If you are thinking about putting in a rainwater collection system, one of the first decisions you will make is whether or not the water will be used for human consumption. If you aren’t going to drink it, your system will be simpler and significantly less expensive. But most homeowners want rainwater for household use because it is much easier on appliances and tastes so much better. To do this you must make sure the storage tank is made from non-toxic material and then decide how to filter and purify the water. At this point the choices begin to get complicated and increasingly more expensive. A specialized ultraviolet light that kills all pathogens can cost as much as $1,500, for example.
With some exceptions, such as proximity to crop dusting, rainwater itself is almost pure. Most impurities come from the collecting surface, such as roofs. Aside from bird droppings, dirt and leaves, a composite roof poses the risk that chemicals in the shingles can leech into the water, especially if the roof is hot. The Texas Manual on Rainwater Harvesting recommends against consuming any water collected from a composite shingle roof. Metal or slate is preferred as long as the sealants used don’t pose a separate risk of chemical contamination.
Some experts, however, say it is fine to drink water from a composite roof as long as it is properly filtered, especially with activated carbon. The filters have to be diligently maintained and replaced on a regular schedule. And then there are some rainwater collectors who filter out only leaves and similar debris and then let the water settle.
“I was raised on cistern water,” said one harvester who lives near Wimberley. “We never got sick back then, and I still don’t have any problems from my water.”
The rapidly increasing popularity of rainwater capture has, ironically, led to increasing controversy about its use. For individual rainwater harvesters not connected to a public water supply, it’s a matter of personal choice. But for those who are, it’s a different story. Much to the consternation of many installers and some rainwater collection advocates, the Texas Legislature decided in 2007 that if your house is connected to a public water supply you are prohibited from using rainwater indoors. The fear is that rainwater could potentially contaminate the public water.
“This is a problem easily solved by backflow preventers or other mechanical means,” said Wall. “This really shouldn’t be a reason to keep folks from using their rainwater.”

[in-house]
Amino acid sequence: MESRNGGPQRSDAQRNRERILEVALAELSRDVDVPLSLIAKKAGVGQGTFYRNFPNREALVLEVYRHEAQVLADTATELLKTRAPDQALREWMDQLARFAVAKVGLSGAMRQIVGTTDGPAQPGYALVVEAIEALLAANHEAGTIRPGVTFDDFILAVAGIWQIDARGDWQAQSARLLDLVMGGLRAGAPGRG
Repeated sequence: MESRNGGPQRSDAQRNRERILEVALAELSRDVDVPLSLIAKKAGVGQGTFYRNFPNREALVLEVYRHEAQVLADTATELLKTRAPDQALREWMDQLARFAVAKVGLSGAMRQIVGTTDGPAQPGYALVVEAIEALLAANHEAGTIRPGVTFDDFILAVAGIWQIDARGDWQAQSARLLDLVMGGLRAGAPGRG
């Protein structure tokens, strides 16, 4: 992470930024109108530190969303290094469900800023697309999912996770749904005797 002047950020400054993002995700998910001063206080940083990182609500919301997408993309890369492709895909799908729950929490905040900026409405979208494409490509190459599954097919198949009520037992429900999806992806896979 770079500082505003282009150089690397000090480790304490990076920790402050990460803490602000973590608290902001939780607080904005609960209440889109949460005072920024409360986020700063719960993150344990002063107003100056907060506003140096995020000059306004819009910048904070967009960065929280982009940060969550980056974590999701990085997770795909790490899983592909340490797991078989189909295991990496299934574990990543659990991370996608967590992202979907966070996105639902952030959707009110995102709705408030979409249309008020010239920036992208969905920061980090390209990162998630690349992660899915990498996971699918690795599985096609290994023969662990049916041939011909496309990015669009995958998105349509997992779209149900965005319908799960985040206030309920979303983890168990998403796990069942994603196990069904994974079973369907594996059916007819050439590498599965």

Increasingly, the state of Texas and smaller government entities are having a say in the rainwater harvesting world. Mostly they want to encourage it, but there are some notable exceptions.
In 2001 the Texas Legislature passed laws eliminating sales tax on rainwater collection equipment. Later it passed other laws preventing homeowners’ associations from prohibiting rainwater collection equipment and tanks. Texas also encouraged rainwater collection on new state buildings and for school districts, and established a committee to create rainwater standards for indoor use with municipal water systems. Counties and some cities have incentive plans, Austin especially. The City of Austin offers as much as a $40,000 rebate for commercial installations.
Other government entities are not always so rainwater friendly, however. One example is the City of Bandera, which, as of this writing, is threatening to fine a rainwater harvesting business owner $200 a day for not hooking up to the city water supply. As another example, the City of Dallas decided to classify all rainwater as storm water and requires a licensed plumber to install rainwater equipment, even a rain barrel under a downspout.
Rainwater harvesting is riding a wave of renewed enthusiasm well beyond Texas. Many states and cities have new programs and laws encouraging or regulating rainwater collection. Ohio has the most extensive set of rainwater harvest laws in the country, with very specific codes for such things as materials, pipe size and overflow valves.
Texas does not regulate home consumption of rainwater, but only when it is used in a public water supply. Washington state encourages rainwater collection through incentive programs, as do many cities, such as Portland, Oregon, and Santa Fe, New Mexico. Tucson, Arizona, got national media attention when it mandated that 50 percent of all irrigation water come from rainwater collection. The law was fiercely debated because many thought the percentage too low.
Both the Texas Water Development Board (www.twdb.state.tx.us/iwt/Rainwater.asp) and Texas Commission on Environmental Quality (www.tceq.state.tx.us) have published extensive information on rainwater harvesting. Other resources are the Texas Rainwater Catchment Association (www.texrca.org) and the American Rainwater Catchment Systems Association (www.arcsa.org).